“It’s a way for me to express myself in a way that I want to without it having to be a Bring Me The Horizon song,” he explains. “If I want to do a super-poppy song, I can go off and do that. At the end of the day, sometimes it might not make sense for us to write a song that’s got no guitars or isn’t heavy, because it won’t translate live or it won’t stand up against our other songs.
“I love being able to do something like Ed Sheeran, and then go off and work with a super-heavy band. I don’t feel like there’s been many artists who can jump from such a broad spectrum, and that helps reinforce what we are.”
The ascension of Bring Me The Horizon is nothing short of extraordinary. Coming up through the mid-’00s MySpace scene, their abrasive brand of deathcore was as inaccessible as their fringes were long. No matter what anyone tells you, nobody thought the band behind the grinding gut-punch of Re: They Have No Reflections would either have the longevity or even the songs to break through into legit arena headliner status.
The Oli we meet today isn’t the man we see onstage commanding those vast rooms, though. He’s softly-spoken and quite a reserved figure, acutely aware that he’s talking to a journalist. Going into the band as a teenager, he says he was an outgoing guy and the life of the party, but when BMTH started to get (rather negative) attention from the music magazines he had grown up reading, he retreated inside himself.
“Our band was kind of branded as a Mötley Crüe-esque bunch of fucking dickheads,” he spits. “One of the first interviews I did, the guy twisted every single word. Things that were said as a joke were put like I was saying it angrily, and it was just a massive shock to me that we were portrayed as these people. I thought I was a nice guy, and there were all these magazines that said I wasn’t. It was amazing just how your words could be twisted into something you didn’t mean, and I struggled with that.
“People either painted me as an idol or I was fucking hated. You’re the guy on the cover and it’s Photoshopped and put in the best light, but you can never look like that. And you’re also not this horrible, evil person, you’re just a regular person that makes mistakes like everyone else – but no-one thinks you’re a regular person. You’re either a c**t or a god. It’s quite a headfuck.”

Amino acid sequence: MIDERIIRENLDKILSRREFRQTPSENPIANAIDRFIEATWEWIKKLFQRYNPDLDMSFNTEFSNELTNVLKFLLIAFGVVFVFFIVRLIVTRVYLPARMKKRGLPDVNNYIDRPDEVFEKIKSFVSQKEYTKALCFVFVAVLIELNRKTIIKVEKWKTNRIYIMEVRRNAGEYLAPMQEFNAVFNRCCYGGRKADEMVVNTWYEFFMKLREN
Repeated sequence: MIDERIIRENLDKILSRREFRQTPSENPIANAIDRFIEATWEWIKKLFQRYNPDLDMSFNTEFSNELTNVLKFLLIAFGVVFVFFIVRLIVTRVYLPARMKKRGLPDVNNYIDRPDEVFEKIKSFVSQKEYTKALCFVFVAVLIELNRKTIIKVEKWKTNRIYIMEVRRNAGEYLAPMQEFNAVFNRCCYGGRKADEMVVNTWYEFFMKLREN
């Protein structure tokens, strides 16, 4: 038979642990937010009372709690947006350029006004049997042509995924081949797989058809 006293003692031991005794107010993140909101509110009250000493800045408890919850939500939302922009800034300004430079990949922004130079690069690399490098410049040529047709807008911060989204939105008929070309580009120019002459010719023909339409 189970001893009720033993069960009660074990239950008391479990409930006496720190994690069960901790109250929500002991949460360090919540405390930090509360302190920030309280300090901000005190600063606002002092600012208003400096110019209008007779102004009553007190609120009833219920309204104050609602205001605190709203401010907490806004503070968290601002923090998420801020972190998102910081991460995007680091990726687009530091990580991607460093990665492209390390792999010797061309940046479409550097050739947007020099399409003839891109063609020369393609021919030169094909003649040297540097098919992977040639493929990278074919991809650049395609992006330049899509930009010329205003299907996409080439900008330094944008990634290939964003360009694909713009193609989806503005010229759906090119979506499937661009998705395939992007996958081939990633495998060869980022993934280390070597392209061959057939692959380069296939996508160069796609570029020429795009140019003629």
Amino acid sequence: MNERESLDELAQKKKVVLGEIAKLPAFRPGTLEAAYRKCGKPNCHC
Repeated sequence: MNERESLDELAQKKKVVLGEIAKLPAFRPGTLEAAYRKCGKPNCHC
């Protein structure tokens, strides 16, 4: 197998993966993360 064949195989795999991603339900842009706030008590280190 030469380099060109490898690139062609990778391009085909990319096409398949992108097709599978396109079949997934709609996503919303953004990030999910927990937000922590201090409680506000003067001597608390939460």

Bring Me The Horizon faced opposition from all sides. While the press still couldn’t make up their minds, rock fans up and down the country took one look at these tattooed lads with haircuts and wrote them off as posers. Ask the same people today and they’d undoubtedly tell you they prefer Horizon’s early records.
Questioned whether he sees BMTH’s career as one long campaign of proving people wrong, Oli agrees. “To be honest, yeah,” he chuckles. “We’re glad for it in the end because it did make us fight, but we also listened when people were right. If someone was saying we play out of time or whatever, it’s like, ‘Fair point, maybe we’ll drink a little bit less when we’re playing live.’ (Laughs) It made us push ourselves and work on our craft, and that paid off really quickly.
“On our first album [2006’s Count Your Blessings] we were hammered and just having fun. It was successful despite us not giving a fuck. So we thought, ‘If we push ourselves and work hard to do something different, where could it take us?’ So that’s what we did with [2008 follow-up] Suicide Season and it paid off so well that it was what we had to do every time.”
With a laser-focused work ethic, Horizon embraced electronics on the groundbreaking There Is A Hell Believe Me I’ve Seen It. There Is A Heaven Let’s Keep It a Secret. in 2010, before finding themselves on the precipice of a new movement with Sempiternal, a record that sent shockwaves that can still be felt today.
What’s more, it made Oli something of a celebrity in alternative circles. Whereas before he was a posterboy for the scene, he was now the mastermind behind one of the most exciting metal albums to come out of the UK in years. And with each subsequent release, his stature has only grown further: he has over 2.5 million followers on Instagram and 1.5 million followers on Twitter. He’s also started to get into TikTok after Can You Feel My Heart? went viral last year, opening the band up to a new Gen Z audience.
You might think that social media would be second nature, then, but Oli freely admits that TikTok would be “alien” to him if it wasn’t for their inadvertent viral hit. In fact, the sheer amount of admin that goes into an online presence fills him with dread.
“I feel sorry for this generation of artists,” he sighs. “Most labels want you to do skits for TikTok, or be thinking about your social media presence, and that alone is a full-time gig. I can’t imagine what it would be like to be a new artist and have that responsibility. It’s not just making music, you’ve also got to be an actor, almost. I’m watching it with my wife [alt.pop artist Alissic] now, and it’s mad.”